O.K. How is this? You are truly making me dig into the books tonight. I
          really want to win this contest/quiz so I am going to keep trying until I
          get it right. :-)

          Ginny

          "They also declared, that the national covenant, as sworn in the year 1638,
          and the solemn league and covenant, were, and are in themselves unlawful
          oaths, and that they were imposed upon, and taken by the subjects of this
          kingdom, contrary to the fundamental laws and liberties thereof. And to
          complete all, they repealed all acts, ecclesiastical and civil approving the
          covenants, particularly the acts of the venerable assembly at Glasgow, 1638,
          declaring it an unlawful and seditious meeting. And thereafter, by a wicked
          act of the council of Glasgow, more than three hundred minister were
          illegaly thrust from their charges, for their nonconformity, in
          discountenancing a diocesan meeting, or synod, appointed by the archbishop
          of Glasgow, and not observing the anniversary thanksgiving, May 29th,
          enjoined by the parliament. The rest were violently ejected from the lawful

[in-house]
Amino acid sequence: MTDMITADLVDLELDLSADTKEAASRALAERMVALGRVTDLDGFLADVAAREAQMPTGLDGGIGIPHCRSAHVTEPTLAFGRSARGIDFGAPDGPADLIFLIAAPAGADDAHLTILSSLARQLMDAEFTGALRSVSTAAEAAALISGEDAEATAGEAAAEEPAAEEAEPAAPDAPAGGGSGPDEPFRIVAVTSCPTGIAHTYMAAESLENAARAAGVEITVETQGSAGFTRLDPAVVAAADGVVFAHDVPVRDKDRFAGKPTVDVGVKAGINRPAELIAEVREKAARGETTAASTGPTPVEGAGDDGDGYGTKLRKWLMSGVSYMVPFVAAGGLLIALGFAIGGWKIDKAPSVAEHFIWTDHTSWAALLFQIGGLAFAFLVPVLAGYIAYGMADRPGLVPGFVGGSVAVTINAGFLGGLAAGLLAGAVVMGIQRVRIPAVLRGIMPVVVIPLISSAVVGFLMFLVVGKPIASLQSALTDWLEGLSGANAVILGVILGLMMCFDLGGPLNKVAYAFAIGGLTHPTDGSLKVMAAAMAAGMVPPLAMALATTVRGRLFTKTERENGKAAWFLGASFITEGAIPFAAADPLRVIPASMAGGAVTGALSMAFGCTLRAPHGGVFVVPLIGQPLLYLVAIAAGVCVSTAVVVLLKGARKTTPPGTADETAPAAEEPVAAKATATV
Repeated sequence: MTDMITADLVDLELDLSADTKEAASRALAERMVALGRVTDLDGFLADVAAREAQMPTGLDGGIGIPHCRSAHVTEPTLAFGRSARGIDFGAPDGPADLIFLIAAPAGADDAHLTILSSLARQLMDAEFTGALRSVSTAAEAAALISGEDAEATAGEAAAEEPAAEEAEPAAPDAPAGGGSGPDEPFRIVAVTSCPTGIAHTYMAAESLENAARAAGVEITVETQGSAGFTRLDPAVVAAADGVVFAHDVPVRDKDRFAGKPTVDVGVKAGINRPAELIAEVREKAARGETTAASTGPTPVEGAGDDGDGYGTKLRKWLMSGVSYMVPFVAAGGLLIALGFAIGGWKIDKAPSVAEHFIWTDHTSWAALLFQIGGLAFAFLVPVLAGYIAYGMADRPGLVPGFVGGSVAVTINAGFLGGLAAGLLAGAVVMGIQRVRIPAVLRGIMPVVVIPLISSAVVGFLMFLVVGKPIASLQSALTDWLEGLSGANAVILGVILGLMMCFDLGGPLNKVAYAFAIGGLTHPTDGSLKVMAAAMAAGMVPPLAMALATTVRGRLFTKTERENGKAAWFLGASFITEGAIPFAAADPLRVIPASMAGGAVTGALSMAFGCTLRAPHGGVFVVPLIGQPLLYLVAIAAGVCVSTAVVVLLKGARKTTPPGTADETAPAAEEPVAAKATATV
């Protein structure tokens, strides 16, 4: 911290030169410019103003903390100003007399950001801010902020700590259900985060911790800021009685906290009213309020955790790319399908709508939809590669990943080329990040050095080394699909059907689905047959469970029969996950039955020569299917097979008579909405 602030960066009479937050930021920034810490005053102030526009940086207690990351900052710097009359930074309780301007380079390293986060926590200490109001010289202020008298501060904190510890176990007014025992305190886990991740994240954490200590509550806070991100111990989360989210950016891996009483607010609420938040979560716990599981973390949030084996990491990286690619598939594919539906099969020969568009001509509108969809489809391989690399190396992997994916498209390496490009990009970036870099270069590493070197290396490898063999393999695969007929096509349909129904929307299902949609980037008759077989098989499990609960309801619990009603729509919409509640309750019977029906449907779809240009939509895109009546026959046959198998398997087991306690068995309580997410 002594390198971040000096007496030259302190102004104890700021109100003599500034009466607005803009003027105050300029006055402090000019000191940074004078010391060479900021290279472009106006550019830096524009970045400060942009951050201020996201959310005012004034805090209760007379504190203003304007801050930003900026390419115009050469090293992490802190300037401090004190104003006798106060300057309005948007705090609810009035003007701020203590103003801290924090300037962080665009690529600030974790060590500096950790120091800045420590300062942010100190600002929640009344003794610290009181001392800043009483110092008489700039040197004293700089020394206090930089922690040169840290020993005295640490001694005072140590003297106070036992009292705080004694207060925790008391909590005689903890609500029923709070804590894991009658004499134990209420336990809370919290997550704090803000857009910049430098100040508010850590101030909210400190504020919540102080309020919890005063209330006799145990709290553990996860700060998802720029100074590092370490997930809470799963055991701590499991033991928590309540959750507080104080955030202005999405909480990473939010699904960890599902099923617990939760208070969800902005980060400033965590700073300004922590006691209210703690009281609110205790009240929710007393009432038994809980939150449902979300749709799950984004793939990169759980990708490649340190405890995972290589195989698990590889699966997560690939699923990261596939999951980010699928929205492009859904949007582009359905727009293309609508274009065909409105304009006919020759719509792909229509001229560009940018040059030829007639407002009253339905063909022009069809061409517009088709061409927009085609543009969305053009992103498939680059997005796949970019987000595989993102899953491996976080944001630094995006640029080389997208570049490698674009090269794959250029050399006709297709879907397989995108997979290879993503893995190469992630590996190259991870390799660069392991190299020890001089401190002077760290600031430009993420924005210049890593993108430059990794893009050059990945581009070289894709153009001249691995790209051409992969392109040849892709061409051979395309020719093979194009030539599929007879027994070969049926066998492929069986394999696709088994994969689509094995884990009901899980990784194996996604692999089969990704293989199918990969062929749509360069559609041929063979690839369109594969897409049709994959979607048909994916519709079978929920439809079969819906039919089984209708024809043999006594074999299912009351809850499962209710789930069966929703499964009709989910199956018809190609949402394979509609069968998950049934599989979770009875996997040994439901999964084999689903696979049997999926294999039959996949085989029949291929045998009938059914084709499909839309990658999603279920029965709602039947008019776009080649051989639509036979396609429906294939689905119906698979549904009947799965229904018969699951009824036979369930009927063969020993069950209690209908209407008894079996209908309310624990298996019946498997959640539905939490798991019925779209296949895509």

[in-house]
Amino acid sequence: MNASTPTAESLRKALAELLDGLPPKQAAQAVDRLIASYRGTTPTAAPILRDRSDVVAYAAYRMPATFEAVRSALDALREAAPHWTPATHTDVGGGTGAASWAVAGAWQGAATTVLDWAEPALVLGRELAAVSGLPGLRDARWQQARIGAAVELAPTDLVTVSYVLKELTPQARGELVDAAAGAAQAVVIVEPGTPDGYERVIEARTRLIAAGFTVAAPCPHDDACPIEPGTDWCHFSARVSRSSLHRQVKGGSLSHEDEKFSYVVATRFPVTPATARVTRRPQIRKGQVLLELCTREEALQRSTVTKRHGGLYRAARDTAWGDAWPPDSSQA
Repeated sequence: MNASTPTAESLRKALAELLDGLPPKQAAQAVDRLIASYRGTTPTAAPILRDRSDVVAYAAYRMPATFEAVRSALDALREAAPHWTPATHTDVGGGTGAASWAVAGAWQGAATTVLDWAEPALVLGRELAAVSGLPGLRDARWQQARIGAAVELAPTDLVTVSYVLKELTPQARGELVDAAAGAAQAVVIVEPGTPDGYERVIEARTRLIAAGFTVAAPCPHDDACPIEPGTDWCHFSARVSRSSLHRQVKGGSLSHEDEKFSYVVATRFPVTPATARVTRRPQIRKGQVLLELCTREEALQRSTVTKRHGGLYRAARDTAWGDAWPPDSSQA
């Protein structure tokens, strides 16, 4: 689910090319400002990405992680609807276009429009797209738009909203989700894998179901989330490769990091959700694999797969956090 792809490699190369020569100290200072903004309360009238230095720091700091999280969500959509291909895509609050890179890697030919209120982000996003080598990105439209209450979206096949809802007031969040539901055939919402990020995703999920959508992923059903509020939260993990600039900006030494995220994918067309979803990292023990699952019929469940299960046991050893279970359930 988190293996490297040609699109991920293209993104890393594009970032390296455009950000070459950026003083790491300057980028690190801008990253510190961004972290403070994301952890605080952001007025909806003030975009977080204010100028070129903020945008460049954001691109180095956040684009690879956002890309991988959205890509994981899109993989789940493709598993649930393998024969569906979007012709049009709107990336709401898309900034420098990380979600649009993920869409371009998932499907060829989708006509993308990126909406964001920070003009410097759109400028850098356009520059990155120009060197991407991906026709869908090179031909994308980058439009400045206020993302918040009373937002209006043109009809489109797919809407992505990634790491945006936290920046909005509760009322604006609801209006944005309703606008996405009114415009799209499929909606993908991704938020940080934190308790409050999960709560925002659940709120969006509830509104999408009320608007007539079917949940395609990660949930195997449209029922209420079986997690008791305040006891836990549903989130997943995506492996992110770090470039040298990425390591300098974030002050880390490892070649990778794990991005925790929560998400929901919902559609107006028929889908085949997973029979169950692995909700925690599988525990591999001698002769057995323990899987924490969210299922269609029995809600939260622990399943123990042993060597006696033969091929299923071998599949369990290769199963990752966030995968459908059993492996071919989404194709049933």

exercise of their ministry in their several parishes, and were afterwards
          commanded by act of parliament to remove themselves and their families
          twenty miles distant from their respective flocks, and not to reside within
          six miles of any of their (so-called) cathedrals, or three miles of a burgh.
          By these means, many of those poor persecuted ministers, with their
          families, were brought into great hardships and wants, being so far removed
          from their beloved and affectionate flocks, that they were deprived .of that
          help from them, that doubtless they would cheerfully have ministered, for
          relieving them in their necessities and straits. All this was done at the
          instigation of the prelates, who could not endure to have a godly
          presbyterian minister near them, and were resolved to make them as miserable
          as possible.
        • gmw
          Yes, this is a reference to it, but what anniversary was being imposed, the anniversary of what? This is what I seek! Search! Dig! ... Being quiz-master is
          Message 4 of 6 , May 3, 2004
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            Yes, this is a reference to it, but what "anniversary" was being imposed, the anniversary of what?
             
            This is what I seek!  Search!  Dig!
             
            :)
             
            Being quiz-master is fun.
             
            gmw.
            ----- Original Message -----
            Sent: Monday, May 03, 2004 10:11 PM
            Subject: Re: [Covenanted Reformation] Covenanter quiz


            > Hint:  Dig out your Act, Delcaration, and Testimony.

            O.K.  How is this?  You are truly making me dig into the books tonight.  I
            really want to win this contest/quiz so I am going to keep trying until I
            get it right.  :-)

            Ginny

            "They also declared, that the national covenant, as sworn in the year 1638,